There are more than 37,000 species of spiders worldwide, but they all share the same basic features, including eight legs, two body segments (the cephalothorax and abdomen), an exoskeleton, silk glands and fangs. They belong to the Arachnid group along with ticks, mites and scorpions. Spiders are not insects.
Spiders live on every continent except Antarctica, and they make their homes in almost every habitat, including woodlands, fields, freshwater streams, marshes and human habitations. They also vary widely in size, from 0.1 to 10 inches.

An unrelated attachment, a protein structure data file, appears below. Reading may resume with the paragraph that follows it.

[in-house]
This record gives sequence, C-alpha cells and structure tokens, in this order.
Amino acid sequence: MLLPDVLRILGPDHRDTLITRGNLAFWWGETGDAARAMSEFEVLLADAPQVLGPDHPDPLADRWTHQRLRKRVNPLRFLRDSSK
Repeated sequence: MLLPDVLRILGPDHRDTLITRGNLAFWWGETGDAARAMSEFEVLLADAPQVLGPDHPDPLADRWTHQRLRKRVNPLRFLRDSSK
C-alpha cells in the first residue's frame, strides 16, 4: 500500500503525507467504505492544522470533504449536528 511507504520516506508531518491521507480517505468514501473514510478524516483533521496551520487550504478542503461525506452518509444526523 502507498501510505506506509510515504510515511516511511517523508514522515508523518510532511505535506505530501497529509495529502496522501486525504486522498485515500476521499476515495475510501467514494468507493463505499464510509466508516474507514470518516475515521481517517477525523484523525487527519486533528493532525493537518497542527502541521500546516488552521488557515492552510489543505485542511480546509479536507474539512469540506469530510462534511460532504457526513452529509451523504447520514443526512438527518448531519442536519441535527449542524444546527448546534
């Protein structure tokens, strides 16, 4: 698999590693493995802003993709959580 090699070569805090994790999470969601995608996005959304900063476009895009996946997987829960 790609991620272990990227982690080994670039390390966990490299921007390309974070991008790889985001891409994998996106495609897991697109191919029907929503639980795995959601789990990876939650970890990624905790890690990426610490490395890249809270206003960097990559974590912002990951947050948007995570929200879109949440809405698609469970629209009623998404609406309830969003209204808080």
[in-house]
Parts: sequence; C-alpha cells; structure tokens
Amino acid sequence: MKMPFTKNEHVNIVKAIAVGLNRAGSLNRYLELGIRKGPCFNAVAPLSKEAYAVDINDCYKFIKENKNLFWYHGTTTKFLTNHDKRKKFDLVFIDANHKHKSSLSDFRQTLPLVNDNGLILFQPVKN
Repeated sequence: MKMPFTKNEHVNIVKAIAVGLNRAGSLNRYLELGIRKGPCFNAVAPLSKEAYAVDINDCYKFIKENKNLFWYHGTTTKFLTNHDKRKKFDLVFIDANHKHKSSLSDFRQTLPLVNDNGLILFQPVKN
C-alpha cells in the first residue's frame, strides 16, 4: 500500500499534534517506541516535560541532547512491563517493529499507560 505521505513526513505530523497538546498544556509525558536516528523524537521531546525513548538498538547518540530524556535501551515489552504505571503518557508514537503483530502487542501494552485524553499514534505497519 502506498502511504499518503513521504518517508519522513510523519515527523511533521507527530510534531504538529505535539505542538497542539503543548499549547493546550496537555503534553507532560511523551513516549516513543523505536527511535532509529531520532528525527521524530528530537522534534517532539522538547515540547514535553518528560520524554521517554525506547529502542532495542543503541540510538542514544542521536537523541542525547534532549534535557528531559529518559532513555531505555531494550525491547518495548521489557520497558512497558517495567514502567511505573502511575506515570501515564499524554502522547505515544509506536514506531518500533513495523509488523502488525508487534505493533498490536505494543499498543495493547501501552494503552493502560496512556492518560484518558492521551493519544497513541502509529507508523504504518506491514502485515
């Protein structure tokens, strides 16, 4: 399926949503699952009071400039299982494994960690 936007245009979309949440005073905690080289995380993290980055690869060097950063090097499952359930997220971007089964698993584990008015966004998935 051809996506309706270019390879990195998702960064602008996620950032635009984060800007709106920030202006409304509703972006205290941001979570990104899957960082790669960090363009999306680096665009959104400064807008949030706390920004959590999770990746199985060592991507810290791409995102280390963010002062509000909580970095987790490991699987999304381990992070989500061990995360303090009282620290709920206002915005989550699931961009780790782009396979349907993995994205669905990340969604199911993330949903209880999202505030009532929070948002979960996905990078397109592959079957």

Though all spiders produce silk, not all spin webs. Some run along the ground hunting their prey, whereas others hide and wait for prey to walk by. Food items on a spider's menu range from insects to frogs to birds, depending on the species. Many spiders have venom that they use to stun or kill their prey, though very species have venom that can harm humans (the black widow being one notable exception).
Many spiders mate during spring or fall. In some species, the female consumes the male after mating. Spiders lay eggs, sometimes in the hundreds. When the eggs hatch, the young spiders grow and shed their exoskeletons until they reach their adult size.